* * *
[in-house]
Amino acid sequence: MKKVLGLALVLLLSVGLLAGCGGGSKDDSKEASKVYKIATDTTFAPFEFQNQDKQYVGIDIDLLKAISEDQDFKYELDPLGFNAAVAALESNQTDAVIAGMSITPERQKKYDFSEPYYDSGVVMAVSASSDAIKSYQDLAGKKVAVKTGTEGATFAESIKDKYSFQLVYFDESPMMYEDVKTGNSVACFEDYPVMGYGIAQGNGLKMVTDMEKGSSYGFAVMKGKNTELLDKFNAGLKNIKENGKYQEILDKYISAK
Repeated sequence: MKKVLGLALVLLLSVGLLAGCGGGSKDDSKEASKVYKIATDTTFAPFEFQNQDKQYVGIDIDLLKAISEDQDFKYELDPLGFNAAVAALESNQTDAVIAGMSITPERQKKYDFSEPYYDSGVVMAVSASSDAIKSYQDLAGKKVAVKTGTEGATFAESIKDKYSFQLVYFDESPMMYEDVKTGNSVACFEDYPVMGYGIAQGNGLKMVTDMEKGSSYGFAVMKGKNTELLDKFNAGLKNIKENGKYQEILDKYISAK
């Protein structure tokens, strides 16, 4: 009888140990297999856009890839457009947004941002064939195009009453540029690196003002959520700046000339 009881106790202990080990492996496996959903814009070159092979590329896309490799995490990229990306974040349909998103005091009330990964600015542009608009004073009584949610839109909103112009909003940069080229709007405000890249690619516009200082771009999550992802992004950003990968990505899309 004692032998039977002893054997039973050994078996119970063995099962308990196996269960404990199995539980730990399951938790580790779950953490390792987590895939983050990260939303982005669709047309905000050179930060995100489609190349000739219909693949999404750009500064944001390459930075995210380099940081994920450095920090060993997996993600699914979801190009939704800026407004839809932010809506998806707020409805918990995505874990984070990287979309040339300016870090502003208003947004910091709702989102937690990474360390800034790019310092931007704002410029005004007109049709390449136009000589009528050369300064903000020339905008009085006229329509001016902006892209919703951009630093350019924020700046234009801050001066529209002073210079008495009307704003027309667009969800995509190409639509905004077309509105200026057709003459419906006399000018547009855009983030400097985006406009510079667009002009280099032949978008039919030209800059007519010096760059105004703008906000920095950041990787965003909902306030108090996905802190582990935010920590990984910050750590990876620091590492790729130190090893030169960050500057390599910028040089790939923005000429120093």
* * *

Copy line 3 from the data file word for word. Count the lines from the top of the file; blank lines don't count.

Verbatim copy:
Repeated sequence: MKKVLGLALVLLLSVGLLAGCGGGSKDDSKEASKVYKIATDTTFAPFEFQNQDKQYVGIDIDLLKAISEDQDFKYELDPLGFNAAVAALESNQTDAVIAGMSITPERQKKYDFSEPYYDSGVVMAVSASSDAIKSYQDLAGKKVAVKTGTEGATFAESIKDKYSFQLVYFDESPMMYEDVKTGNSVACFEDYPVMGYGIAQGNGLKMVTDMEKGSSYGFAVMKGKNTELLDKFNAGLKNIKENGKYQEILDKYISAK